What is the cost of losing top sales performers
Today it is really hard to find top sales performers. With the nationwide unemployment rate at 4.3% and my home state of New Hampshire at 2.7% to find qualified employees most employers are enticing the prospective employee away from their current employer.
Retaining your top sales performers is critical to the success of your company. According to SBI an “A” players generate 5x more revenue than “B” players and 10x more than “C” players.
So, what is happening in a company in which the “A” players are leaving but the “B” and “C” players are staying? It’s simple, the companies that can’t hold on to their top performers are losing a lot more revenue than those that can. Now let’s think about this for a moment, your top performer walks out the door today, the lost revenue is significant. Let’s take a look at just how significant it can be.
First there is the revenue lost when the position is open. According to The Center for Sales Leadership at DePaul University, the average time for SMBs to replace a sales rep ranges between 3.7 months to 5.4 months. Assume the sales person carried a $1m quota and as a top performer they were on track to be at 120% annual attainment. 5 months of lost revenue would be $500,000. Let’s assume that their territory was reassigned and half of the deals closed with the temporary rep reassignment. That is still $250,000 in lost revenue!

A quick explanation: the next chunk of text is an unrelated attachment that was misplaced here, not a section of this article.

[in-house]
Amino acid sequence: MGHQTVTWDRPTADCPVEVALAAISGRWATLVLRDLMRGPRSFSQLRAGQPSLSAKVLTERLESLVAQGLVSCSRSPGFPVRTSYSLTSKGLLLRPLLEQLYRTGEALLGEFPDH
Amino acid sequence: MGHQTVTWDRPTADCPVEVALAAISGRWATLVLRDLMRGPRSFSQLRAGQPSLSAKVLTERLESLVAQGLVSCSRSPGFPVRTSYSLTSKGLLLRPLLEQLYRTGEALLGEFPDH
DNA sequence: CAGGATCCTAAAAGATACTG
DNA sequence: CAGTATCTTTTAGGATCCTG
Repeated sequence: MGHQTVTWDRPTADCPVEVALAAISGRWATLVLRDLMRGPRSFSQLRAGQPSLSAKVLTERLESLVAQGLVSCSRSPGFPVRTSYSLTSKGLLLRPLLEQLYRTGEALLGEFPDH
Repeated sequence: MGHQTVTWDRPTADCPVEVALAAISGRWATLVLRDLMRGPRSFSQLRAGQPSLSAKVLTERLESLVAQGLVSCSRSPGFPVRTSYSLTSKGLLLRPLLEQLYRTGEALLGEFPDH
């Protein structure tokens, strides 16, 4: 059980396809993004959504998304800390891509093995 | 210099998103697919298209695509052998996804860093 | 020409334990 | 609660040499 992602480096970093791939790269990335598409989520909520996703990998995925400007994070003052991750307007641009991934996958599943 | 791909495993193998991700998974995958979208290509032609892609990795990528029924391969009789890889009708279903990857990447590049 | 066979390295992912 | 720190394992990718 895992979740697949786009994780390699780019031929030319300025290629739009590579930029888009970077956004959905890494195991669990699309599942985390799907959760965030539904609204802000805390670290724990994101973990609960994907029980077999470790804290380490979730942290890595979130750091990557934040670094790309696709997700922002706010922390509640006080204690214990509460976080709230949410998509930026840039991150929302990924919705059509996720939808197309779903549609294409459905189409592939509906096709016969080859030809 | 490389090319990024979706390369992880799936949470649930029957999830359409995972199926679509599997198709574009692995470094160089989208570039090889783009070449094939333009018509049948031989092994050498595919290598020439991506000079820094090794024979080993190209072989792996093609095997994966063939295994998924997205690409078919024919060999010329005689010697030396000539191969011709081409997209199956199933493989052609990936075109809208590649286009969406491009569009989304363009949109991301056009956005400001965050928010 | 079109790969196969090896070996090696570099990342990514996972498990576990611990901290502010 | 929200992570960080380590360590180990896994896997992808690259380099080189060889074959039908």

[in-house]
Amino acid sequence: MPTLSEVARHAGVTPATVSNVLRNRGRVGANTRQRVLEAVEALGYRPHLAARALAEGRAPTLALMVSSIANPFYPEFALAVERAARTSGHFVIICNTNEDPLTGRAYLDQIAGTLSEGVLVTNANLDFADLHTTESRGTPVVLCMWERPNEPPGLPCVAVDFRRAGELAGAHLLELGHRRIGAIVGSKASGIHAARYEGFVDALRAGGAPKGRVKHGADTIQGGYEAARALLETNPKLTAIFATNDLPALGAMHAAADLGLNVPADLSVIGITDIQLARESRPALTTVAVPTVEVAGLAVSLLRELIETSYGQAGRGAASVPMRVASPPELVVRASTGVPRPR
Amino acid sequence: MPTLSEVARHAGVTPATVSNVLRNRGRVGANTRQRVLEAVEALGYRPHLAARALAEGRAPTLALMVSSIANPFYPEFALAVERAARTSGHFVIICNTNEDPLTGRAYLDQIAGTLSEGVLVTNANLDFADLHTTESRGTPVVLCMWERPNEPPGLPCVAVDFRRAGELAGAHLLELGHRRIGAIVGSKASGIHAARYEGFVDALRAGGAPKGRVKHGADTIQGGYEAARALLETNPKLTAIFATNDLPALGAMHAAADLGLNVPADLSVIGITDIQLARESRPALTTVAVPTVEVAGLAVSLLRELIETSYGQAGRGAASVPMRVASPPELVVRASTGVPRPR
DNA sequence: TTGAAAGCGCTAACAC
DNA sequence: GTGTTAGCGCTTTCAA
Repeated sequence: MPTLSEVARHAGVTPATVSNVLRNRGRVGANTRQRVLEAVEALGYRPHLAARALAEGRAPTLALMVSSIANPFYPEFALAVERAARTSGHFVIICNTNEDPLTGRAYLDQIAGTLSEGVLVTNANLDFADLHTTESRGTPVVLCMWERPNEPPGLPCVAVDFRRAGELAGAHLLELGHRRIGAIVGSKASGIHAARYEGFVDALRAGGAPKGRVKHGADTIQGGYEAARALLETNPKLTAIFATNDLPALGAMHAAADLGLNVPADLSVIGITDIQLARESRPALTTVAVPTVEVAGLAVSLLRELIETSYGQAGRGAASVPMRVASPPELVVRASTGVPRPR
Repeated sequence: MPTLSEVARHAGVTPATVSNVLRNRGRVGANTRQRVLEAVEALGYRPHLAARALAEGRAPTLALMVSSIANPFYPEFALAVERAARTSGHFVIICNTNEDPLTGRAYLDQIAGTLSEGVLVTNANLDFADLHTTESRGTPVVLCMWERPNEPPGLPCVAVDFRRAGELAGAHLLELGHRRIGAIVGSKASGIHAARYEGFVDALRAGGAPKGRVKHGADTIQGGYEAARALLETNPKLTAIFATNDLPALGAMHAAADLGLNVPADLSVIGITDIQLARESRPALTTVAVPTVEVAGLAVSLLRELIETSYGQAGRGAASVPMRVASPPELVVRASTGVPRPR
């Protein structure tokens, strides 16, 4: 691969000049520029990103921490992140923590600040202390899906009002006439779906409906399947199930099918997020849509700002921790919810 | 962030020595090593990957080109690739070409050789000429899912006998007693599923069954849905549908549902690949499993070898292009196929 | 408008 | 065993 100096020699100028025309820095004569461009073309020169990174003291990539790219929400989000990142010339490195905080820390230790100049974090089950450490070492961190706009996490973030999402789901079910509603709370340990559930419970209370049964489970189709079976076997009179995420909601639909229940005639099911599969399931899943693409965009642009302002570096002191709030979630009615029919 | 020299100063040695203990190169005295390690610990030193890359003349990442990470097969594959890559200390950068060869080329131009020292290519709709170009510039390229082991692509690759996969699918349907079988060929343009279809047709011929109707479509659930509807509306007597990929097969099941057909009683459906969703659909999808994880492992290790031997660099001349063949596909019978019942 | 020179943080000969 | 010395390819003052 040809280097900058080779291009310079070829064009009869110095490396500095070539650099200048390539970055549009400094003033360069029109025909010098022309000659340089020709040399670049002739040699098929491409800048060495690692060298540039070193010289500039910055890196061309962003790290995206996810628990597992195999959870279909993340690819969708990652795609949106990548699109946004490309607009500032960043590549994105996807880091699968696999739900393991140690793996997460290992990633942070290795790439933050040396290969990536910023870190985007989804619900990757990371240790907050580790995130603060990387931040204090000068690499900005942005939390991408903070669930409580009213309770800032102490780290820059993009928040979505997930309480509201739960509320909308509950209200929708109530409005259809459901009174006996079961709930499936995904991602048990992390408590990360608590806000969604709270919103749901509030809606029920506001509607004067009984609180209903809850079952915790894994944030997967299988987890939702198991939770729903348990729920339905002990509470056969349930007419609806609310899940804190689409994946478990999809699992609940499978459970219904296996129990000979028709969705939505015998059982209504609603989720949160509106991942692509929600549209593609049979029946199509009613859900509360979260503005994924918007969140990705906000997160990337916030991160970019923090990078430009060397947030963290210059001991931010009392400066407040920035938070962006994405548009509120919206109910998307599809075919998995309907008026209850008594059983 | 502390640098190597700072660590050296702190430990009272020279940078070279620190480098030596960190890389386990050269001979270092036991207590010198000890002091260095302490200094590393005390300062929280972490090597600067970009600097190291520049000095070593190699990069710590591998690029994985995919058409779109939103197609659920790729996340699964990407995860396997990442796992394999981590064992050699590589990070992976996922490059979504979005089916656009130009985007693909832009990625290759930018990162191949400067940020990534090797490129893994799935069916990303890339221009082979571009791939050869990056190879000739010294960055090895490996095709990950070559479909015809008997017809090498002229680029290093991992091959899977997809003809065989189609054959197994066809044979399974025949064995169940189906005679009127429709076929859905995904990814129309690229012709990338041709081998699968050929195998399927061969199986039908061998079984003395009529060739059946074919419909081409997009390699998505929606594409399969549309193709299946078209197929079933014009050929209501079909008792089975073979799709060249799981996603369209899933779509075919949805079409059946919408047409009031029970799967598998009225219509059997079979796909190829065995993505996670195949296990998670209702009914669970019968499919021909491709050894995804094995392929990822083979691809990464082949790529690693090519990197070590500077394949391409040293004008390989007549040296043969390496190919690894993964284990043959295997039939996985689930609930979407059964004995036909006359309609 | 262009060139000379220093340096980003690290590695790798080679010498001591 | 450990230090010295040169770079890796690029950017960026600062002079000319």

Next, there is the revenue lost until the new hire is onboard and fully productive. In this example, fully productive is defined as the ability to achieve 100% of the quota. According to Inside Sales it takes 61% of sales reps over 7 months to get ramped up. Some sales reps will ramp up faster. If we assume that it takes a new sales person 6 months to fully ramp up and that in month 1 they achieved 10% of their quota and each month after increased their attainment to quota by 20 points. That’s $308,000 in additional lost revenue compared with what the top performer would achieve during that same period.
Finally, there is the time needed for the new hire to reach excellence. I haven’t been able to locate any studies on how long it takes a new hire to reach excellence, so if you’ve conducted one or seen one, please share! I think it is safe to say that it will take at least a year for a new rep to achieve excellence once they are productive, which translates to an additional $200,000 in lost revenue. That may be low as only 57% of the sales reps achieve quota in any given year. I wonder what the odds are of hiring a top producer as a replacement for a lost top sales rep. Any ideas?
In summary, I’ve estimates $250,000 in lost revenue due to the open position, the recruiting cost is often balanced out by saved salaries, $308,000 in lost revenue during the ramp up time, $200,000 in lost revenue to excellence time. Losing that top performer can easily exceed $750,000! Have I convinced you that losing a top performer is expensive!
There are many aspects of a decision to move from one company to another and one of them is the sales compensation plan. Let’s face it, sales people are coin operated! For the company, the sales compensation plan is a powerful tool for retention.